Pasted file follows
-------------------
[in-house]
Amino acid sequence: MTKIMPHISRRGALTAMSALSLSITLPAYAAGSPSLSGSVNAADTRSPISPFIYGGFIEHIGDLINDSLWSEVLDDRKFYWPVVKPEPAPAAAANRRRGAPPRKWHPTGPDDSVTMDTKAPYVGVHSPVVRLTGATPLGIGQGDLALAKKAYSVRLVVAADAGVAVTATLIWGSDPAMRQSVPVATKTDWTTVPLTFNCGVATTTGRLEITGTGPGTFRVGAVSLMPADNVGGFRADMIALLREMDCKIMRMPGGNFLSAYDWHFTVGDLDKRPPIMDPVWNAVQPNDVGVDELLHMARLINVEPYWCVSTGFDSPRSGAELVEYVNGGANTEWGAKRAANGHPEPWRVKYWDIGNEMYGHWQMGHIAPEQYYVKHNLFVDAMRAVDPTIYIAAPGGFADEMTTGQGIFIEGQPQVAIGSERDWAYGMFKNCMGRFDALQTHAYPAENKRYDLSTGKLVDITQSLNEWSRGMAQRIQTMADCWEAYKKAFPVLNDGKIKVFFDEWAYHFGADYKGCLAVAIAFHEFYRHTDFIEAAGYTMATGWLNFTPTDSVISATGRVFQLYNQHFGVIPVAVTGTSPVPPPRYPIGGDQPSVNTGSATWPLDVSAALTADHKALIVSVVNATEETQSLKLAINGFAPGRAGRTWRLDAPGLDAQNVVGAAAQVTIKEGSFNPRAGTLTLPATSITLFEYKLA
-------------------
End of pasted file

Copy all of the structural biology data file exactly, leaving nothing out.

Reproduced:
[in-house]
Amino acid sequence: MTKIMPHISRRGALTAMSALSLSITLPAYAAGSPSLSGSVNAADTRSPISPFIYGGFIEHIGDLINDSLWSEVLDDRKFYWPVVKPEPAPAAAANRRRGAPPRKWHPTGPDDSVTMDTKAPYVGVHSPVVRLTGATPLGIGQGDLALAKKAYSVRLVVAADAGVAVTATLIWGSDPAMRQSVPVATKTDWTTVPLTFNCGVATTTGRLEITGTGPGTFRVGAVSLMPADNVGGFRADMIALLREMDCKIMRMPGGNFLSAYDWHFTVGDLDKRPPIMDPVWNAVQPNDVGVDELLHMARLINVEPYWCVSTGFDSPRSGAELVEYVNGGANTEWGAKRAANGHPEPWRVKYWDIGNEMYGHWQMGHIAPEQYYVKHNLFVDAMRAVDPTIYIAAPGGFADEMTTGQGIFIEGQPQVAIGSERDWAYGMFKNCMGRFDALQTHAYPAENKRYDLSTGKLVDITQSLNEWSRGMAQRIQTMADCWEAYKKAFPVLNDGKIKVFFDEWAYHFGADYKGCLAVAIAFHEFYRHTDFIEAAGYTMATGWLNFTPTDSVISATGRVFQLYNQHFGVIPVAVTGTSPVPPPRYPIGGDQPSVNTGSATWPLDVSAALTADHKALIVSVVNATEETQSLKLAINGFAPGRAGRTWRLDAPGLDAQNVVGAAAQVTIKEGSFNPRAGTLTLPATSITLFEYKLA